What is urodynamics?
Urodynamics, also called a cystometrogram or CMG is a test used to evaluate your bladder’s ability to store and release urine. This test is used to determine the cause of your bladder complaints. Since each type of urinary problem requires specific treatment, this test will allow us to tailor your treatment to your particular needs.
How to prepare?
Please arrive for your procedure on time. Do not empty your bladder for 1 hour prior to your appointment time. You may eat and drink as usual and remain active right up until the time of your cystometrogram.
What to expect?
Once you are settled in the room you will be asked to disrobe from the waist down. A physician or nurse will discuss any urinary problems you are currently experiencing or have experienced in the past. He or she will also take a brief medical history and record which medications you are currently taking.
You will then be asked to empty you bladder into a special commode. This commode can record the rate at which you empty your bladder, as well as the amount of urine you emptied at that particular time. A catheter (a thin, long, flexible tube) is then inserted into the bladder and any urine remaining in the bladder is drained and measured (post-void residual). This catheter will be used to fill your bladder with a sterile saline solution. Then, a second catheter is placed into the rectum. Meanwhile, the physician or nurse will ask you several questions about the sensations you are experiencing. While your bladder is being filled, you will be asked to perform certain activities, such as coughing, or pushing (“bearing down”).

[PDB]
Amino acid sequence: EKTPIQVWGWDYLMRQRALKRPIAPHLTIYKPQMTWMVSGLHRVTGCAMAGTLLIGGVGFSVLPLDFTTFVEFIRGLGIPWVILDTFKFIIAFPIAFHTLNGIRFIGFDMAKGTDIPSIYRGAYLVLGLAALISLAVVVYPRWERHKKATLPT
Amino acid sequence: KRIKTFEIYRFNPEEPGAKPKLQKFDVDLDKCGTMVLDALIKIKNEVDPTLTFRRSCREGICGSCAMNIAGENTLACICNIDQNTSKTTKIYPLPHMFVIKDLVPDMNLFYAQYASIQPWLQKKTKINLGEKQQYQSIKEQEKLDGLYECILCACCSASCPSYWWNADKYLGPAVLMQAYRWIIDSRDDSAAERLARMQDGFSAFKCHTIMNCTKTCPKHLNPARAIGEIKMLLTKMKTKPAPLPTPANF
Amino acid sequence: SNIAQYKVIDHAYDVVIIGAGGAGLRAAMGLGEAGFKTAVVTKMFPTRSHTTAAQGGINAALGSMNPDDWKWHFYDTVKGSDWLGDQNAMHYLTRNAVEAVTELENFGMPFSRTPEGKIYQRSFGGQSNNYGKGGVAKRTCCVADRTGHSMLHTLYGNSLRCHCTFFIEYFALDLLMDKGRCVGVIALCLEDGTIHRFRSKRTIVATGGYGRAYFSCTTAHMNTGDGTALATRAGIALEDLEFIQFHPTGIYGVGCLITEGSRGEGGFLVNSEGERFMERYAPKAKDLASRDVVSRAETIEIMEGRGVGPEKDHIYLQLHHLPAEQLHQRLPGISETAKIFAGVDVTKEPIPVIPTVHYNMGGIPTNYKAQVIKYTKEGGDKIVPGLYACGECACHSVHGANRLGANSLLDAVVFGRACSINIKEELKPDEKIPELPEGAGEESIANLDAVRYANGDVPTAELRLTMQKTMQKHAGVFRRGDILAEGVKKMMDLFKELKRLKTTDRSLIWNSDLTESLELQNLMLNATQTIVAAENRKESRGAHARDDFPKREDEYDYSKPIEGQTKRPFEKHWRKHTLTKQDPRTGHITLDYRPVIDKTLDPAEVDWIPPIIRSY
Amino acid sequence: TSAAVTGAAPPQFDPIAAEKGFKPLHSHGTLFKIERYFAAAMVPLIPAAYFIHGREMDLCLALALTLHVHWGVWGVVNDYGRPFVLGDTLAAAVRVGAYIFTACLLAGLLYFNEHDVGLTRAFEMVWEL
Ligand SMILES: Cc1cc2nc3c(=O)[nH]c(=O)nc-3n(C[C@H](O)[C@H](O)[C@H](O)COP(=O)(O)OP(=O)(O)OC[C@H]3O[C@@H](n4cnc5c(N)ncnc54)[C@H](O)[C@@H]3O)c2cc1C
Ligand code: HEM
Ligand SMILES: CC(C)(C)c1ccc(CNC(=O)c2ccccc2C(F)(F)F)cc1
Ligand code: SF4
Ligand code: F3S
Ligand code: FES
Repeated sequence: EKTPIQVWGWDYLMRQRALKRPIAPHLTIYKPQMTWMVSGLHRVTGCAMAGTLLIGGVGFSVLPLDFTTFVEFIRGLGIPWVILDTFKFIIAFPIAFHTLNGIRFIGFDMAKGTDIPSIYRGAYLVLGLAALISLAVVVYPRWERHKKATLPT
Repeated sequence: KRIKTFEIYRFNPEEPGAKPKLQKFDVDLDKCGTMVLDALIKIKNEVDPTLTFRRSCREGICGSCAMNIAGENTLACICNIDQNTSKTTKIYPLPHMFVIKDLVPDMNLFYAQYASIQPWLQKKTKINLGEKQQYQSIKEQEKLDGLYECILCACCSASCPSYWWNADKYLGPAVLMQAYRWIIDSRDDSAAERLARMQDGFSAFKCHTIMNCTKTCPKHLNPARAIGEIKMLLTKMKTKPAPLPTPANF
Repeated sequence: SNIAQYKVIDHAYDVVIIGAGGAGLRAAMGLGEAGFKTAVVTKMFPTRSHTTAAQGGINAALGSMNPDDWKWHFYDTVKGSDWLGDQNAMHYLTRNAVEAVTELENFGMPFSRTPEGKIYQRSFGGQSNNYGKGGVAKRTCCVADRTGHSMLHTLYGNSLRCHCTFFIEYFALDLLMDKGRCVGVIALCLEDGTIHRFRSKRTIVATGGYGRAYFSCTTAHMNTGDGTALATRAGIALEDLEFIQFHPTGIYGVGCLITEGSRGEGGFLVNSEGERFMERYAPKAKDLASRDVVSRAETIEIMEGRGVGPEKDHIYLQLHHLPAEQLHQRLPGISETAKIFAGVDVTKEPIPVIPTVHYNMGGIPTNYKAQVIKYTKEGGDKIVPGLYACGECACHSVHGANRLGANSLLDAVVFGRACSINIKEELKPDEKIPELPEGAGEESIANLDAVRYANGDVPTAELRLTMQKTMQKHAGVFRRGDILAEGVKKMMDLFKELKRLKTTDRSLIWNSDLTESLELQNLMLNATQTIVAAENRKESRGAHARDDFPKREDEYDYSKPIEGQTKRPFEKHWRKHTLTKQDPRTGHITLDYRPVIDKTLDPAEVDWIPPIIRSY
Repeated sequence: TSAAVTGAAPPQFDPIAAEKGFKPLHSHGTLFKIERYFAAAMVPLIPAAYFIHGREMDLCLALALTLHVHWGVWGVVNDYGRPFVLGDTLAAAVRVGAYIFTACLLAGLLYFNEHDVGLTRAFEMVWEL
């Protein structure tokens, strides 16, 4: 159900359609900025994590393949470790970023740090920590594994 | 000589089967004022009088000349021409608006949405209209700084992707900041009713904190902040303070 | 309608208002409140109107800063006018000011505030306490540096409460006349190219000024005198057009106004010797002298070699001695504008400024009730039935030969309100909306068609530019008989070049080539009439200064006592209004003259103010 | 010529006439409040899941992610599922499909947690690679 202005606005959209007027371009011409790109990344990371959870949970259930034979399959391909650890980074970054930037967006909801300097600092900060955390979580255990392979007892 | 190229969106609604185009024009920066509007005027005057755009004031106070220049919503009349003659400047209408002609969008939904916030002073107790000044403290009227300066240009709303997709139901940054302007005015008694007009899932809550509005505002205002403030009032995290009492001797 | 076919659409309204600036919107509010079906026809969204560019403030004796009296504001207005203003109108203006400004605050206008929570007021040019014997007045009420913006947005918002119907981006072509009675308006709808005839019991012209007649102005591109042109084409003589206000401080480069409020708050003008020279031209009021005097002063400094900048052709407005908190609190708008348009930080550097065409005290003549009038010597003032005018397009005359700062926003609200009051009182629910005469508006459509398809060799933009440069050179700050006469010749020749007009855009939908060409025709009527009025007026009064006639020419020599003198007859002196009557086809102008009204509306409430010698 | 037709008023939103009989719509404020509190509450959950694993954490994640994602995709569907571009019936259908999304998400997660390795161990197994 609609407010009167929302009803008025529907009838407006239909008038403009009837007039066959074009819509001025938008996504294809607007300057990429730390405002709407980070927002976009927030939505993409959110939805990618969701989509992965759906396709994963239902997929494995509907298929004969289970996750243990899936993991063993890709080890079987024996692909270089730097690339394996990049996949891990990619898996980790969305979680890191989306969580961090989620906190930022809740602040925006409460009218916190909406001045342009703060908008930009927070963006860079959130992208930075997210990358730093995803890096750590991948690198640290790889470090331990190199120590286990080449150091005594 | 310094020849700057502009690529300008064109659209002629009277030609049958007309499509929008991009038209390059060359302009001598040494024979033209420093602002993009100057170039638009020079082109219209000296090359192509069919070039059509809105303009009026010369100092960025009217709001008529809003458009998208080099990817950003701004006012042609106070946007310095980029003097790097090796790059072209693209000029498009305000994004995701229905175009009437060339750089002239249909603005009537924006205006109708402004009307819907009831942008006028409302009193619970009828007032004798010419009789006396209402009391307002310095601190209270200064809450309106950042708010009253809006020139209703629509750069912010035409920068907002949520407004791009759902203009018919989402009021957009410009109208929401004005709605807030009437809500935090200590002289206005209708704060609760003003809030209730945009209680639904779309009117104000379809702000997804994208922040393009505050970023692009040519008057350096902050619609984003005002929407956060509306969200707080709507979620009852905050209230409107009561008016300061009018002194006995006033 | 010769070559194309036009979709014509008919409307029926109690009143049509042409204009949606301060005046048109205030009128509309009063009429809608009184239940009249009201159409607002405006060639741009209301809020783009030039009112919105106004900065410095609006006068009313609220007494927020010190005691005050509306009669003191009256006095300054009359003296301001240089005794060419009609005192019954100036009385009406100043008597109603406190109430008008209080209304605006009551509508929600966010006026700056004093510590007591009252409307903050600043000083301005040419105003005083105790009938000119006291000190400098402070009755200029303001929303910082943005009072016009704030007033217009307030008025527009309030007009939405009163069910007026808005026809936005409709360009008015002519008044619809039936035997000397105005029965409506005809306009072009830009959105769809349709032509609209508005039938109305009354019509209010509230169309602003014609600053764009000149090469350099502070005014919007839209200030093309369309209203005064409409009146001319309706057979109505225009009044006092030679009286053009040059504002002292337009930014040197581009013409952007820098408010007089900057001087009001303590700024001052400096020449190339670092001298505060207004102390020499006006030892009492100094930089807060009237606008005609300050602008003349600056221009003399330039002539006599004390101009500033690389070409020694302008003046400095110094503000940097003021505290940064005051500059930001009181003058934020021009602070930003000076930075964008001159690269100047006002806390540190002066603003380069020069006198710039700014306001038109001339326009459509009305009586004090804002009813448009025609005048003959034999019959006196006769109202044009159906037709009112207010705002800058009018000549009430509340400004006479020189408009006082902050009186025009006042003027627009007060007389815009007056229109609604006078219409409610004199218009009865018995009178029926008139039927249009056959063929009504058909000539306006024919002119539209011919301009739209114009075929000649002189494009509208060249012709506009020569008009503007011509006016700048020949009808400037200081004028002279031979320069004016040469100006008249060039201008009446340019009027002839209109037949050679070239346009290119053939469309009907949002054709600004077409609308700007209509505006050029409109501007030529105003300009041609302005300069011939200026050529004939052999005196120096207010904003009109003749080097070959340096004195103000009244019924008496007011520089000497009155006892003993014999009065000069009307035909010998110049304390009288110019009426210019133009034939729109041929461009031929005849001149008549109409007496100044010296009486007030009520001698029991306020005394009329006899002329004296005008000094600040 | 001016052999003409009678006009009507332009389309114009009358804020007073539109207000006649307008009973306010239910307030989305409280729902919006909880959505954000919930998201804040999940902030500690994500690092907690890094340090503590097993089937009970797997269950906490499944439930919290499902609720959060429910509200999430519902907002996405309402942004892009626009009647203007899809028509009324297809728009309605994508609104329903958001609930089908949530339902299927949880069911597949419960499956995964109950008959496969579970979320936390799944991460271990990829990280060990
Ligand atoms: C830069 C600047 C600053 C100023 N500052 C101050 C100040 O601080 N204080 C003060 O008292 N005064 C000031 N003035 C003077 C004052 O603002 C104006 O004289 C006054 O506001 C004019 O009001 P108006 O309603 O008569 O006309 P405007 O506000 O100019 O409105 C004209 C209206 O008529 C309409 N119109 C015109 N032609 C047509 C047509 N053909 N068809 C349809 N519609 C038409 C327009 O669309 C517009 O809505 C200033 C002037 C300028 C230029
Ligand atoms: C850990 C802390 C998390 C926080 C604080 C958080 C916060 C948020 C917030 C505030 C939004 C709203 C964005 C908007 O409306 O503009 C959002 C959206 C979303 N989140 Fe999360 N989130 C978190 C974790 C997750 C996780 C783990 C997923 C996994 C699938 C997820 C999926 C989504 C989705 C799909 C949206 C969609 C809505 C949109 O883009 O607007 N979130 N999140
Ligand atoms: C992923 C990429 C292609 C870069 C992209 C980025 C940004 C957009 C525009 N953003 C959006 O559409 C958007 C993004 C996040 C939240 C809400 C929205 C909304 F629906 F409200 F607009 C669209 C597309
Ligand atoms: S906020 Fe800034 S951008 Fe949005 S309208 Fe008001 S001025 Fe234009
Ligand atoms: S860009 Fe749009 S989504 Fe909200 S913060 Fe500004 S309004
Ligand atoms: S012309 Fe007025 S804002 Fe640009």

Once you feel that your bladder is filled to capacity, you will be asked to empty it with the catheters in place. A computerized instrument will record the pressures generated by your bladder. The catheters will be removed after the computerized device collects sufficient pressure readings.
The test takes approximately 30 minutes to complete. You may resume your normal activities immediately.
How are the results interpreted?
The amount of urine left in the bladder after urinating, when the urge to urinate is felt, and when urine can no longer be held back are within normal ranges.
One or more of the following may be found:
- More than a normal amount of fluid remains in the bladder after urinating. A large volume of urine remaining in the bladder suggests the flow of urine out of the bladder is partially blocked or the bladder muscle is not contracting properly to force all the urine out (overflow incontinence).
- The bladder contains less fluid, or more fluid than is considered normal when the first urge to urinate is felt.
- The bladder is unable to retain urine when it contains less than the normal amount of fluid for most people.
- Leaking of urine at any time during the testing.